Fading Gigolo – John Turturro (2014)



John Turturro is not, objectively speaking, a handsome man. You know this, and I know this. He knows it, too. Subjectively speaking, that changes. He’s confident, conversant, funny and has a hint of the maniac in his eyes. His face, you find as you take all of that into consideration, has real character.

In Fading Gigolo, which sees him play a mild-mannered florist turned reluctant (but rather high-priced) gigolo named Fioravante, that punim is the tool that Turturro wields as both actor and director. If he were handsome, it wouldn’t be a comedy; if he were without the many traits that give him character, it would just be a joke. But his face is the Goldilocks example: just right.

With Woody Allen as his pimp, Murray, Fioravante becomes the No. 1 loverman of his ZIP code – for a price, which they split. It’s all in practice for the initial request that comes to Murray from his therapist (Sharon Stone), who nervously wants him to arrange a three-way for her and her curious best friend, Selima (Sofía Vergara).

It’s a somewhat scatterbrained, novelistic film, though. The real plot is set off when Murray brings his adopted black child to the “lice lady,” a Hasidic widow named Avigal (Vanessa Paradis). Thinking she needs some comfort, Murray suggests Fioravante’s services under the guise of massage therapy. En route to her session with Fioravante, the Jewish neighborhood watchman (Liev Schreiber) with a lifelong crush on Avigal follows her to the appointment and susses out Murray’s plan, eventually kidnapping Murray to bring him before a rabbinical tribunal.

A complicated plot is fine for a novel, but in film, simple is almost always better. Each half of the plot is strange and funny in an entirely different way, but the two never mesh as a whole like they might in a novel, so the wildness of this storyline grab bag leaves the stitching far too visible.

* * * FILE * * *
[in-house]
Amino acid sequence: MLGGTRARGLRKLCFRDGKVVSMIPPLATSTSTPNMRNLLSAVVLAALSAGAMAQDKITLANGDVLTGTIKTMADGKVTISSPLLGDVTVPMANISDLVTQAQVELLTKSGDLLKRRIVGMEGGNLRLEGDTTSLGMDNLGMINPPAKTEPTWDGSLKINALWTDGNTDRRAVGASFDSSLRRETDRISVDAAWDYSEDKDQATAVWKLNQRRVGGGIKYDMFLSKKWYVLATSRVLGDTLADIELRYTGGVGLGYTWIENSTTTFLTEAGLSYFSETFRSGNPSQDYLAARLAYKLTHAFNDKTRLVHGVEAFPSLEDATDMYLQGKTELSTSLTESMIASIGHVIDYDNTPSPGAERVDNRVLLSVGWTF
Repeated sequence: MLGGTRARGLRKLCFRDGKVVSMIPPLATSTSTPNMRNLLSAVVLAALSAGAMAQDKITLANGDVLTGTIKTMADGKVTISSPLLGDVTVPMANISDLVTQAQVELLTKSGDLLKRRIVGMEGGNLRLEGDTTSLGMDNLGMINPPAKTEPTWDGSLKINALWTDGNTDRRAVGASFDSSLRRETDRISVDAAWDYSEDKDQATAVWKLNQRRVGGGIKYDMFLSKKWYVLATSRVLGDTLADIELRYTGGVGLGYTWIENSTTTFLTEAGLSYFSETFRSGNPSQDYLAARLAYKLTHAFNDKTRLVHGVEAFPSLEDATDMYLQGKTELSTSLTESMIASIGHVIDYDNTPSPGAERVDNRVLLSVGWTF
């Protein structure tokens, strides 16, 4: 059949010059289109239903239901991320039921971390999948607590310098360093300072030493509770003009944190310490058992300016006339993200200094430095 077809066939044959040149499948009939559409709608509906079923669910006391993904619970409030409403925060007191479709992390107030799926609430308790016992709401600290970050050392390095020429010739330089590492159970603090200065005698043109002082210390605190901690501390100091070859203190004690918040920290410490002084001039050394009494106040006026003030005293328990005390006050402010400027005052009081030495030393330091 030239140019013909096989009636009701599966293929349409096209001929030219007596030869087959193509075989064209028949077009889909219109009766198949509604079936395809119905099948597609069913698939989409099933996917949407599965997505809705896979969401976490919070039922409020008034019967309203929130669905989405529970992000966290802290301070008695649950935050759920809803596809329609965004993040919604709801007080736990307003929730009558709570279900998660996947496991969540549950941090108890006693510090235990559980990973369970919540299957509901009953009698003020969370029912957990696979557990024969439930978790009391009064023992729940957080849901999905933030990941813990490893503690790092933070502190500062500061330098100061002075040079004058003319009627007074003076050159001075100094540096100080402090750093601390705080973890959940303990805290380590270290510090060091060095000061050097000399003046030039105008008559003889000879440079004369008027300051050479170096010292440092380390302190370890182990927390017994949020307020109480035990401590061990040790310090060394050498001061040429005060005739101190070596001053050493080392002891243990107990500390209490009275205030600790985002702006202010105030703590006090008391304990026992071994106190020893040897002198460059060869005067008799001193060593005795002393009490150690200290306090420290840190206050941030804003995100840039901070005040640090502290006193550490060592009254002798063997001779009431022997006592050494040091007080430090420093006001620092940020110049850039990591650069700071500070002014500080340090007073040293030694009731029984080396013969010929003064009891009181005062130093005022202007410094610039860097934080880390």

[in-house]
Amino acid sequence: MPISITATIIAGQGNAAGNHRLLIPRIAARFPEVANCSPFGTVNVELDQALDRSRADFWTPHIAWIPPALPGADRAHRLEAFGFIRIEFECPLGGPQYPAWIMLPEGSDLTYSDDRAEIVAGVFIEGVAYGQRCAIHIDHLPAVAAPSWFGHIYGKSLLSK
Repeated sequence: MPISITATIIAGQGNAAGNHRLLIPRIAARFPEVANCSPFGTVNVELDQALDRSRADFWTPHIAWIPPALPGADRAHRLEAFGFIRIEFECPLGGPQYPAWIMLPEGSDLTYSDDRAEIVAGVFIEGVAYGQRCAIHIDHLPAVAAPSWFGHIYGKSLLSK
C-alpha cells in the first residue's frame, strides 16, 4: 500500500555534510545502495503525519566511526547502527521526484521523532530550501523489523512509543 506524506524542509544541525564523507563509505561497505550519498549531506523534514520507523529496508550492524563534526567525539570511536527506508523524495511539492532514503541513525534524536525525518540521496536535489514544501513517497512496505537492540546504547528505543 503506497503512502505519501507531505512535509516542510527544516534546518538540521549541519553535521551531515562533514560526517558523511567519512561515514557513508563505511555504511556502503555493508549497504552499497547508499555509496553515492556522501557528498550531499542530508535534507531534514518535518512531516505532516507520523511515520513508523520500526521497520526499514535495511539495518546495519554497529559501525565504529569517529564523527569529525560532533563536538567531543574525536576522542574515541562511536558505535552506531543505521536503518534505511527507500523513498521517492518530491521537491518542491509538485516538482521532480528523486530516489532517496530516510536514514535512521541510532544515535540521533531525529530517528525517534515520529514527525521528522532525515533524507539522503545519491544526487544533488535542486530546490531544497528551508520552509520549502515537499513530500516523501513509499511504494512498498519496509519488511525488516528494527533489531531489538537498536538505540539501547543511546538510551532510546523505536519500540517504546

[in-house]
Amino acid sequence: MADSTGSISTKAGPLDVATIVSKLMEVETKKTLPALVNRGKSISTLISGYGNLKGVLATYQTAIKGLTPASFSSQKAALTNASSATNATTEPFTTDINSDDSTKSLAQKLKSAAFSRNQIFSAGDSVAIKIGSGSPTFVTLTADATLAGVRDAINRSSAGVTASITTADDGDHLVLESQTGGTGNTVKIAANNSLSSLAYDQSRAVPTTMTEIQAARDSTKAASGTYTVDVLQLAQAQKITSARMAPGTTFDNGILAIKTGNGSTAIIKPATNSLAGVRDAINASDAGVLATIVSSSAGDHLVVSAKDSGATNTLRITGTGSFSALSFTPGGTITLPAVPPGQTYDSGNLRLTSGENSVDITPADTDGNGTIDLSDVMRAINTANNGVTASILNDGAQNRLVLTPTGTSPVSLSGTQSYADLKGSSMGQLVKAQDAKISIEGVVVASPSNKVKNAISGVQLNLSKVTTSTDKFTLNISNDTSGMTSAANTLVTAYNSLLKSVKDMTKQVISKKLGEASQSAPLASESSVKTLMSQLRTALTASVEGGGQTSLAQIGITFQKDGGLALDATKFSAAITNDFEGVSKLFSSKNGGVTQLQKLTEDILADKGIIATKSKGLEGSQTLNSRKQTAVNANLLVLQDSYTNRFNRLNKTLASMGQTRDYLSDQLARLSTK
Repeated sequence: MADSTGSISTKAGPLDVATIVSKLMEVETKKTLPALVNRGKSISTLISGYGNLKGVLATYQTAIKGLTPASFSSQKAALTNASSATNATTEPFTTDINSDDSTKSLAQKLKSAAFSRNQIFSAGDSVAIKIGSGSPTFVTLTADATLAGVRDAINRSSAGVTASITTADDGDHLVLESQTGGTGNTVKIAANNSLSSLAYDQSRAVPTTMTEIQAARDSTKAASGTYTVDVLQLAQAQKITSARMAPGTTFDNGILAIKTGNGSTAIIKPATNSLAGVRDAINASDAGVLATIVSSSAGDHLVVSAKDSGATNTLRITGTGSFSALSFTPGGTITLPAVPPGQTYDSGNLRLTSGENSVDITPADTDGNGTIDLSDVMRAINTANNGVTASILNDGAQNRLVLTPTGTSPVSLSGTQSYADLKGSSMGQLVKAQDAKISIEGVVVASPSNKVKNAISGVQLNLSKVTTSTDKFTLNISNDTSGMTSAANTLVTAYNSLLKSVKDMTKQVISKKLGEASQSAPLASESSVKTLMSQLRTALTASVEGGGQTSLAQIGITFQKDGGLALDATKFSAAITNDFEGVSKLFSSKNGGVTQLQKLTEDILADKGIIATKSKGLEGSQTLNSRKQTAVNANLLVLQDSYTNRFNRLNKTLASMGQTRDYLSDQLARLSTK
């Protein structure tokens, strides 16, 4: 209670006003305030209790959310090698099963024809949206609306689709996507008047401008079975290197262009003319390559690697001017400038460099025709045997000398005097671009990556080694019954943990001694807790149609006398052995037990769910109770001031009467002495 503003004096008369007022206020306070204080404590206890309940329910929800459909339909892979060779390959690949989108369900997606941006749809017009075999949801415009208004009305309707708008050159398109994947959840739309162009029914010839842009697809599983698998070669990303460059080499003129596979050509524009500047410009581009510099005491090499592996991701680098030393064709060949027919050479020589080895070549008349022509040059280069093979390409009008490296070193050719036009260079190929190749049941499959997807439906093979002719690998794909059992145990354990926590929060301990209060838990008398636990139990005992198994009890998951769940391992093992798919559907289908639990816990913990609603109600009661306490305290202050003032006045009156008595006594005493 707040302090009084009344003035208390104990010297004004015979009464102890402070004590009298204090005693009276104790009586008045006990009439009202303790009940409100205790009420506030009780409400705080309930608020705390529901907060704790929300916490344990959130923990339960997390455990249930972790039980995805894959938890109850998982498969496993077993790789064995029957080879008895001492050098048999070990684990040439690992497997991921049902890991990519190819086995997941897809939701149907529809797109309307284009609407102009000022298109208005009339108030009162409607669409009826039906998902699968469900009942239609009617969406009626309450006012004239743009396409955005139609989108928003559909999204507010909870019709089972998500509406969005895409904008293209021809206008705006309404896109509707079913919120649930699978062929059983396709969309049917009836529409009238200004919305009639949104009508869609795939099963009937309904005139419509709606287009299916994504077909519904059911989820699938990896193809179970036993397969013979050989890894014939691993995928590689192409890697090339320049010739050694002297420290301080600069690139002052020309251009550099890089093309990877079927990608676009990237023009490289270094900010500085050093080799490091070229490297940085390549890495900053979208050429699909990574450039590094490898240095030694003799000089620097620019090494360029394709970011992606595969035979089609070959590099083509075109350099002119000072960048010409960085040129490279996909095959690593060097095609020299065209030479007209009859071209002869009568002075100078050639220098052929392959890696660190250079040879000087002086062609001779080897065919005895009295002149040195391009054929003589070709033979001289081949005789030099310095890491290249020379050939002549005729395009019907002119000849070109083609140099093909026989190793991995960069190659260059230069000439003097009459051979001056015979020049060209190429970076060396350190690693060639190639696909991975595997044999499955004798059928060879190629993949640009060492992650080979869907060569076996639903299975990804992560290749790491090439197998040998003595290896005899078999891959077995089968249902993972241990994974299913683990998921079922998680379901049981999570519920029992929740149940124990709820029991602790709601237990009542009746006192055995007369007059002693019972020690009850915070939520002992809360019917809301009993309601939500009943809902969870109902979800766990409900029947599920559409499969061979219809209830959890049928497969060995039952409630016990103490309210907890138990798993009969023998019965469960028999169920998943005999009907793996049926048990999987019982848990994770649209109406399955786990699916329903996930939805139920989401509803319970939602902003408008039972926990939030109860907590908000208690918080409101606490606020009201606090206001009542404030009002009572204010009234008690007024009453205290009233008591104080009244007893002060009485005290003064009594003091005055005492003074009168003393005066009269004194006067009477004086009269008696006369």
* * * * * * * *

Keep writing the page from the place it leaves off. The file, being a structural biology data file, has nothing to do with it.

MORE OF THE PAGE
But there is an almost perfect passage around the middle in which all of the extraneous elements part to the side and the film’s loneliness is examined. Fioravante and Avigal are characters from two different worlds, worlds that make it impossible to do anything about the budding connection they find together, but they smash face-first into the wall of love without worrying about it. For the briefest moment they find themselves. Not as a couple, but what they’re about as individuals.

It’s an elating, surprising piece of story, but it’s far too short-lived. Despite some funny moments, especially early on, before the film decides that it wants to be a little bit more than a straight comedy, you would have to say that the gigolo storyline doesn’t really fit into the film outside of the title. It’s a MacGuffin, but not on purpose. It was meant to be the funny part, but the story outgrew it and no one told Turturro. It’s brave to do something so different, but brave efforts don’t always work out. If they did, they wouldn’t require any bravery.

Whatever Works – Woody Allen (2009)



Pairing fellow ne’er-do-wells Woody Allen and Curb Your Enthusiasm star Larry David together is an idea so natural that it comes as a forehead-slapping shock that it actually happened. Peanut butter and jelly come to mind at the idea of the perfect synthesis of these two bespectacled hypochondriacs illuminating the screen in tandem; for as much as they laid down a basic thematic principle for Woody, the jokes at the beginning of Annie Hall (“The food here is terrible, and in such small portions!”) could sum up David’s style just as well. Here are two guys of similar neurotic Brooklyn upbringings who are both nonplused that anyone finds them interesting. On paper, it’s a perfect fit.

What works on paper, however, does not always translate onscreen. Then again, perhaps judging Whatever Works against the very idea of comedic perfection is asking too much.

Boris Yellnikoff (Larry David) is the definition of a misanthrope: He hates you; he doesn’t know you, but he thinks you are a submoronic inchworm anyway. Yellnikoff’s philosophy boils down to the simple concept that life is miserable, and in such a small portion. Thus, “Whatever works,” he says, to get through it. He likes to remind people that he is a man with a huge-beyond-comprehension worldview – a self-satisfied perspective with the end result of a full-on mortality crisis that leads him to divorce and attempted suicide.